A minority of people who suffer a traumatic experience develop PTSD. Yet a majority of people experience PTG. It’s just that we don’t talk about it. It’s not cool to say, “Hey, you know what? I’m such a better person since my wife died.” No. That would be fucking horrible.
But when researchers look at what leads people to experience PTG instead of PTSD, you know what one of the key factors is? Their beliefs about the traumatic event itself. People who believe their traumatic experience will be an opportunity for growth are generally the ones who grow from it. People who believe their traumatic experience will ruin their lives are the ones who feel stuck.
(To learn more about post-traumatic growth, check out a post I wrote a while back called How to Grow from Your Pain. The book What Doesn’t Kill Us, by Stephen Joseph, is a good read on the subject as well.)
Obviously, there are more factors that determine PTG like emotional intelligence, social support, etc. But I’m focusing on the beliefs because this is where my point about definitions comes in.
I worry that, as a culture, by expanding our definition of trauma, we are shifting away from seeing it as “a terrible and unfortunate thing that happened,” towards, “something that never should have happened to me and I’m ruined forever.” It’s a subtle and seductive shift in attitude—especially because it grants one a feeling of moral righteousness—but it has hugely negative repercussions.
The fact is: our relationship to pain is largely determined by our beliefs about pain. And when we believe that pain is permanent and debilitating, then it becomes permanently debilitating.
2. The Age of Entitlement – In The Subtle Art of Not Giving a F*ck, I defined entitlement as believing that one deserves to never suffer and/or be forced to overcome hardship. I also argued that more and more, we are living in a culture defined by entitlement.
Knowing what we know about post-traumatic growth, one can see how an entitled mindset prevents any possibility of growth from one’s trauma or pain. If your traumatic experience is seen as something thrust upon you unfairly and the world should reconfigure itself to resolve it, then you’re essentially dooming yourself from ever overcoming that pain.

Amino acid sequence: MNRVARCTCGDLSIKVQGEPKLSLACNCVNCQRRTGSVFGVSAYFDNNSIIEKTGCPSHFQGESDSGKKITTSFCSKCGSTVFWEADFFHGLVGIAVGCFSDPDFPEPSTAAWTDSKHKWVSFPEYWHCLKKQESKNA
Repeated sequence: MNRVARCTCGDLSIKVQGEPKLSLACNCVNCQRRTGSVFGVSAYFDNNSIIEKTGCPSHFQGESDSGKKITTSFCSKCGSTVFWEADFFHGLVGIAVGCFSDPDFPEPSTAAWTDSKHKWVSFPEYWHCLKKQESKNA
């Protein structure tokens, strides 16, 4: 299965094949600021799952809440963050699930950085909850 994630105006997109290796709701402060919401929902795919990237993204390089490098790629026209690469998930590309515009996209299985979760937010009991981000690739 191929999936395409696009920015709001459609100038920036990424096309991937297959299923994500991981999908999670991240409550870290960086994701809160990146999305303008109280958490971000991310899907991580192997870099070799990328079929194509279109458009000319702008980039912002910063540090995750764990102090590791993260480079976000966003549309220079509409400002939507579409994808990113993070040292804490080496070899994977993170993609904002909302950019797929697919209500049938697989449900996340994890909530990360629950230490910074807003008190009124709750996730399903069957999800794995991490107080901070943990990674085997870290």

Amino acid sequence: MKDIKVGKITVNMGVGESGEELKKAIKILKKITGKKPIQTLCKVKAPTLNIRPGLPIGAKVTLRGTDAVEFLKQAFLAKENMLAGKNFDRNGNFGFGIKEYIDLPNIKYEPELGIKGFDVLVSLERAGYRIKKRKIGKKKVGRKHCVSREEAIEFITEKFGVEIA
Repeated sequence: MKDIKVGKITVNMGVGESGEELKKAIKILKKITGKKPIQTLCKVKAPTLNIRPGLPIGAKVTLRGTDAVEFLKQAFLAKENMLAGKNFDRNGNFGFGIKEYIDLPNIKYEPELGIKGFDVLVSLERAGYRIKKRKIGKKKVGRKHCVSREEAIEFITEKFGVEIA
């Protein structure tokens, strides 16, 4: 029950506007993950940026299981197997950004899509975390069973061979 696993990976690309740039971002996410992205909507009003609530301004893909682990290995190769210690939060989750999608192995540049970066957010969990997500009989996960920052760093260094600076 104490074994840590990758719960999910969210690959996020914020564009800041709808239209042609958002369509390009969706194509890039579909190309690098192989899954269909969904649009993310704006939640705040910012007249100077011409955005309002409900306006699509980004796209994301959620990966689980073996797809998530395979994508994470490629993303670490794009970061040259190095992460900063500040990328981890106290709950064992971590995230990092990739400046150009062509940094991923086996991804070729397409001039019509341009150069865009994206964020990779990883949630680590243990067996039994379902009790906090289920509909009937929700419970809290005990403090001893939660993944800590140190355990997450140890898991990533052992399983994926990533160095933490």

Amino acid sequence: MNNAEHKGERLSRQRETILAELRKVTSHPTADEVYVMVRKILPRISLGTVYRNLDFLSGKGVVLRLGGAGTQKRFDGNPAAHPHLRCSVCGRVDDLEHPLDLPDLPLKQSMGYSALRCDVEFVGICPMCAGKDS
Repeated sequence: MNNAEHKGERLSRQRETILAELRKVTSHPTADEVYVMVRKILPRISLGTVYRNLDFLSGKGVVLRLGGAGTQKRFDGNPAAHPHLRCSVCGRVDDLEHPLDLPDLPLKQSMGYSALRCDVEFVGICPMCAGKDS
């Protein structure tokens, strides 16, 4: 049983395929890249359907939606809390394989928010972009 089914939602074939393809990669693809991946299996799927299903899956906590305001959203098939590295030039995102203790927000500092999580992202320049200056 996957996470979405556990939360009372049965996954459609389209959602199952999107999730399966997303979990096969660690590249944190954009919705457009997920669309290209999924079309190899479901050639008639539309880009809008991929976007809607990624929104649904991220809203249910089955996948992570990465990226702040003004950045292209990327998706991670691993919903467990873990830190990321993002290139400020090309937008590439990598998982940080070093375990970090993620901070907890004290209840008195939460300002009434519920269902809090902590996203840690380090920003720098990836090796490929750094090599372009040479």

I think we’ve all watched a prime case study of this play out publicly in the news and social media the past six months. Whether it’s the entitled idiots starting fistfights at Walmart because they don’t want to wear a mask, or the entitled idiots trying to take down a statue of Abraham Lincoln because, like, racism or something—I’m developing calluses on my palms from slamming them into my face so many times.
One of Freud’s better ideas was that there is an inherent and constant tension between the individual and society. By living in large groups, we increase our survival and quality of life. But to live in large groups, Freud said, each individual must suppress parts of their own self-interests and desires. This suppression then gives us all a little bit of a complex and makes us neurotic about certain things (like sex, for one).
Basically: living in a community has benefits, but those benefits require that each individual makes sacrifices. Politics is then the discussion of these individual sacrifices and whether they are worth it for everybody or not. Because this is a constant tension, politics is an infinite game, unwinnable and perpetual, defining and redefining the terms of our coexistence one bullshit, bloated piece of legislation at a time.